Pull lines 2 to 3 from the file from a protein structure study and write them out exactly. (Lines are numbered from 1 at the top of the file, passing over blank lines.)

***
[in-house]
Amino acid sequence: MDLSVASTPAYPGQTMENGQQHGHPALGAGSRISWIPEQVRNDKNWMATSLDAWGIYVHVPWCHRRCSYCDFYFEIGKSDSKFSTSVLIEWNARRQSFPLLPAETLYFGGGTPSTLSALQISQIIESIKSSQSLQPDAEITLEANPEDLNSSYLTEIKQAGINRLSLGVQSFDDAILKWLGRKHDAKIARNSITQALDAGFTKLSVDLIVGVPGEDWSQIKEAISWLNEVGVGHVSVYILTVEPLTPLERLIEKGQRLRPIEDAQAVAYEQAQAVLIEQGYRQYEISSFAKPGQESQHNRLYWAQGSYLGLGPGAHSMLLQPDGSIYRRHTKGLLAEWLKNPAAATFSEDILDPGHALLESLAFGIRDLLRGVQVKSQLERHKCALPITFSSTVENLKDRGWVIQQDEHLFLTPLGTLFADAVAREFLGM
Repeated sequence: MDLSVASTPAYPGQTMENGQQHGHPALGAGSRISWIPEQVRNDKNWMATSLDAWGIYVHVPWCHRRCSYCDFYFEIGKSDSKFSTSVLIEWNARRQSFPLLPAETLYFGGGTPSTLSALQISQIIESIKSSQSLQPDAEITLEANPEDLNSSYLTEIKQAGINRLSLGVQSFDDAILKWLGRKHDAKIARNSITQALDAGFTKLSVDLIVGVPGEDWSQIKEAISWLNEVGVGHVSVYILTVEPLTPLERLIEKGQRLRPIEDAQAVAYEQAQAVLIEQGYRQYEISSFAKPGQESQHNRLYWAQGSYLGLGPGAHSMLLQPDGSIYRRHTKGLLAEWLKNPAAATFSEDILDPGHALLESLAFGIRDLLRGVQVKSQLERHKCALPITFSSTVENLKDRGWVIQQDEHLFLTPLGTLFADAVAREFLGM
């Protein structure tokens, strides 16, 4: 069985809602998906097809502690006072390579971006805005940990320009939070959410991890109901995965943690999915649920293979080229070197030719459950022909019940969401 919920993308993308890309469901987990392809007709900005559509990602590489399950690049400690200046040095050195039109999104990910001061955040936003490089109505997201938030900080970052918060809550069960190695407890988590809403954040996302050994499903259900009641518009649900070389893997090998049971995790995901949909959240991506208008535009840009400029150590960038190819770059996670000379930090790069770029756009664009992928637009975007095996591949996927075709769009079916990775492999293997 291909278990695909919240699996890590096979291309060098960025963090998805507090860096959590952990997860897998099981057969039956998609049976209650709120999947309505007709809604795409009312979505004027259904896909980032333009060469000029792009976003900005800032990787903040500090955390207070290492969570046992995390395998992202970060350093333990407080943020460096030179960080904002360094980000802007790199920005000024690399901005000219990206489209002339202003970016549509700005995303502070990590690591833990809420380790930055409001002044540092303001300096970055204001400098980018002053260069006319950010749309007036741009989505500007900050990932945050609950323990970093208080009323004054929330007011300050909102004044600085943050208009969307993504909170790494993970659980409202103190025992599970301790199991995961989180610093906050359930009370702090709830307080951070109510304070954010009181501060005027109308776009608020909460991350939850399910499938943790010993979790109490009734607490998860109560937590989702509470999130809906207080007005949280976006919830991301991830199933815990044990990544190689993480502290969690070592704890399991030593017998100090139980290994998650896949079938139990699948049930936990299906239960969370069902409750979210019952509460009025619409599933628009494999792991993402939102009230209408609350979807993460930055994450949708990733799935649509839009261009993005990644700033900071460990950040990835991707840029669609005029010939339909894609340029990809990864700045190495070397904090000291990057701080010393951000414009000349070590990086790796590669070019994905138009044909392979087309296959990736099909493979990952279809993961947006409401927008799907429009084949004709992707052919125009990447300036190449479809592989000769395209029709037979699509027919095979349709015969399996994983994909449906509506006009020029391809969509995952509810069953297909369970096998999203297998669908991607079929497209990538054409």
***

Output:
Amino acid sequence: MDLSVASTPAYPGQTMENGQQHGHPALGAGSRISWIPEQVRNDKNWMATSLDAWGIYVHVPWCHRRCSYCDFYFEIGKSDSKFSTSVLIEWNARRQSFPLLPAETLYFGGGTPSTLSALQISQIIESIKSSQSLQPDAEITLEANPEDLNSSYLTEIKQAGINRLSLGVQSFDDAILKWLGRKHDAKIARNSITQALDAGFTKLSVDLIVGVPGEDWSQIKEAISWLNEVGVGHVSVYILTVEPLTPLERLIEKGQRLRPIEDAQAVAYEQAQAVLIEQGYRQYEISSFAKPGQESQHNRLYWAQGSYLGLGPGAHSMLLQPDGSIYRRHTKGLLAEWLKNPAAATFSEDILDPGHALLESLAFGIRDLLRGVQVKSQLERHKCALPITFSSTVENLKDRGWVIQQDEHLFLTPLGTLFADAVAREFLGM
Repeated sequence: MDLSVASTPAYPGQTMENGQQHGHPALGAGSRISWIPEQVRNDKNWMATSLDAWGIYVHVPWCHRRCSYCDFYFEIGKSDSKFSTSVLIEWNARRQSFPLLPAETLYFGGGTPSTLSALQISQIIESIKSSQSLQPDAEITLEANPEDLNSSYLTEIKQAGINRLSLGVQSFDDAILKWLGRKHDAKIARNSITQALDAGFTKLSVDLIVGVPGEDWSQIKEAISWLNEVGVGHVSVYILTVEPLTPLERLIEKGQRLRPIEDAQAVAYEQAQAVLIEQGYRQYEISSFAKPGQESQHNRLYWAQGSYLGLGPGAHSMLLQPDGSIYRRHTKGLLAEWLKNPAAATFSEDILDPGHALLESLAFGIRDLLRGVQVKSQLERHKCALPITFSSTVENLKDRGWVIQQDEHLFLTPLGTLFADAVAREFLGM